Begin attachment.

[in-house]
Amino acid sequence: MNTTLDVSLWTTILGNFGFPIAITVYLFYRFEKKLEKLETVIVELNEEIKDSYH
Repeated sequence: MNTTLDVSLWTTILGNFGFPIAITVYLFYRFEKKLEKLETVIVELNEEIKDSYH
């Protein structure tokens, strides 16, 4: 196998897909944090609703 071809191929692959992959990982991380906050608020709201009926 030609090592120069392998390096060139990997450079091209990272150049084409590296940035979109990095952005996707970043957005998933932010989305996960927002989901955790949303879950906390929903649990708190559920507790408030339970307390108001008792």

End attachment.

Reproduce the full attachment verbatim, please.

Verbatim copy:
[in-house]
Amino acid sequence: MNTTLDVSLWTTILGNFGFPIAITVYLFYRFEKKLEKLETVIVELNEEIKDSYH
Repeated sequence: MNTTLDVSLWTTILGNFGFPIAITVYLFYRFEKKLEKLETVIVELNEEIKDSYH
């Protein structure tokens, strides 16, 4: 196998897909944090609703 071809191929692959992959990982991380906050608020709201009926 030609090592120069392998390096060139990997450079091209990272150049084409590296940035979109990095952005996707970043957005998933932010989305996960927002989901955790949303879950906390929903649990708190559920507790408030339970307390108001008792």